WASHINGTON (Reuters) - An internal European Central Bank model indicates the euro zone’s economic growth could slow further in the second quarter, suggesting the projected recovery may be delayed even further, two sources familiar with the discussion said on Friday.
The ECB’s nowcasting model, presented to policymakers at Wednesday’s Governing Council meeting, indicated quarterly growth was just above 0.2 percent in the first three months of the year and may be somewhat weaker in the second quarter, the sources, who asked not to be named, told Reuters.
With euro zone growth slowing sharply, the ECB has already backtracked on plans to raise interest rates this year and has instead agreed to provide even more stimulus, hoping to prop up confidence while the bloc goes through its soft patch.
But the weakness may last longer than thought even just a few weeks ago, underpinning ECB President Mario Draghi’s generally dovish tone, the sources said, as global finance leaders gathered in Washington for the International Monetary Fund and World Bank spring meetings.
“We’ve seen nothing in the data that would suggest any sort of positive surprise,” a third source said. “Actually, the March projections already look somewhat optimistic.”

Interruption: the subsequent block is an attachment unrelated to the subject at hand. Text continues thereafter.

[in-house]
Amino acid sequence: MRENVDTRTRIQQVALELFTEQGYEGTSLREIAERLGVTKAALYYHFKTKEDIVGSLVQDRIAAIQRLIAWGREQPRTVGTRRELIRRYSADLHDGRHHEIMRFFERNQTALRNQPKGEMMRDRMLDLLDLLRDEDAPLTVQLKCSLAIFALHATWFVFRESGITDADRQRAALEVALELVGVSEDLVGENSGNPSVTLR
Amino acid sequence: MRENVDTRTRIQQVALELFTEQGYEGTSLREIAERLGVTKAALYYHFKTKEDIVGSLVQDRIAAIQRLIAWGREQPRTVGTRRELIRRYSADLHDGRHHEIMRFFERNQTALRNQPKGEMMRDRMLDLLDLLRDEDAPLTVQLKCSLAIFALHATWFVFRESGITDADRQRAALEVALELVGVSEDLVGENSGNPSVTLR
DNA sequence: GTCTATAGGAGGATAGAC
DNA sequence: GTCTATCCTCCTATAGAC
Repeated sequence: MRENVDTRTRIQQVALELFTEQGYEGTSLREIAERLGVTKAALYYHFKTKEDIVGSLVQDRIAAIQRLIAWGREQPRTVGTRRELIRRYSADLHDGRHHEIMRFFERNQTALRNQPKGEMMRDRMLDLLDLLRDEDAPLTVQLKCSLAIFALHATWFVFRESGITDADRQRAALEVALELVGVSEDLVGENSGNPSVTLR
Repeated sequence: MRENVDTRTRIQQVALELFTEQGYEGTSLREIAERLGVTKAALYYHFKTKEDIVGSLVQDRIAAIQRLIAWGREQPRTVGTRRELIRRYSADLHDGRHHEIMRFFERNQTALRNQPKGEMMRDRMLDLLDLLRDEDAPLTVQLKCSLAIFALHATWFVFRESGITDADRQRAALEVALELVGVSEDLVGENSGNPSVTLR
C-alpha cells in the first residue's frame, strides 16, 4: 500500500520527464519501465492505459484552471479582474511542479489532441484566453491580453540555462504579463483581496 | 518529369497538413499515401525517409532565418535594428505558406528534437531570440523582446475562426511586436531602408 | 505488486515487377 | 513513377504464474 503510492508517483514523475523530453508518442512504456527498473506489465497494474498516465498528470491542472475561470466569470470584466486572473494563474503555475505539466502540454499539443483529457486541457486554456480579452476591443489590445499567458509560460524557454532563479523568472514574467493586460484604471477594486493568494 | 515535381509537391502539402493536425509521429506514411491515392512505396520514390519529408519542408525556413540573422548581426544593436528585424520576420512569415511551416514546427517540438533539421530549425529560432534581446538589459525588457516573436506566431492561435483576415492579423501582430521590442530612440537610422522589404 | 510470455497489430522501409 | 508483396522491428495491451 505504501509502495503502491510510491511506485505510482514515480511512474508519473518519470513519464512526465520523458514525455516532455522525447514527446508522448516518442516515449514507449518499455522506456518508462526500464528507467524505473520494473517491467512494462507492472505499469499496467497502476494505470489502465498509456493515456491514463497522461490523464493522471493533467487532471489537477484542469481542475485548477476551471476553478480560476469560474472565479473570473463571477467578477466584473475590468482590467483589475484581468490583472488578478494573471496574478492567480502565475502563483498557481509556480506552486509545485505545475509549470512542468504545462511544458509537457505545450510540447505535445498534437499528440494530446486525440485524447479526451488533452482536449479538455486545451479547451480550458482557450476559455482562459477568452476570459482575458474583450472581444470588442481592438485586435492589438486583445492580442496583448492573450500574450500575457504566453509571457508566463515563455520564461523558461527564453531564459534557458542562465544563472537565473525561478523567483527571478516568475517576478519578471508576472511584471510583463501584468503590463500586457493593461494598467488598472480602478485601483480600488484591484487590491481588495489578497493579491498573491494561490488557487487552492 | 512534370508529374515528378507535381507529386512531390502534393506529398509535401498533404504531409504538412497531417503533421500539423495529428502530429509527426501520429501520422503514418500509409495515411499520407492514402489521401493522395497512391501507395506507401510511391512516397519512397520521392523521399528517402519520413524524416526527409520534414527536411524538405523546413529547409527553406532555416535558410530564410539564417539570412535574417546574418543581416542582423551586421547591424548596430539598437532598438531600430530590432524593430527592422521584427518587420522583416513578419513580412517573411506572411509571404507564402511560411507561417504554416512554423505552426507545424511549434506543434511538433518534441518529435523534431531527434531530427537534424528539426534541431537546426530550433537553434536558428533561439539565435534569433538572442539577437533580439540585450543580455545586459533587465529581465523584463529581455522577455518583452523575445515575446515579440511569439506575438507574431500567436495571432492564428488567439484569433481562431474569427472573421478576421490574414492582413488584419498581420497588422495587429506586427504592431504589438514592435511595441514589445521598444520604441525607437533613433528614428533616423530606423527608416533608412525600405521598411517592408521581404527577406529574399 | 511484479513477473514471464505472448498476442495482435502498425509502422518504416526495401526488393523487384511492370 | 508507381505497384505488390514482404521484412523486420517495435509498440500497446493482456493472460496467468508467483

But the sources added that the nowcasting model, which looks at a wide array of recent indicators, is prone to big swings and is not necessarily accurate so early into a quarter.
An ECB spokesman declined to comment.
The ECB’s economic projections put quarterly growth at 0.2 percent in the first three months of the year and at 0.3 percent in the second quarter. The European Commission, meanwhile, sees growth in the first two quarters at 0.3 percent and 0.4 percent, respectively.
Speaking earlier on Friday, ECB chief economist Peter Praet said he expected growth to bottom out in the second quarter before rebounding in the second half of the year.
But the long-predicted recovery hinges on Germany, which barely avoided a recession in the second half of 2018 and has underperformed all expectations in recent months.
The IMF recently predicted that growth could be halved to 0.8 percent this year, and Bundesbank President Jens Weidmann said this was ‘plausible’, even if it was well below most recent government and central bank projections.
Reporting by Balazs Koranyi; Editing by Paul Simao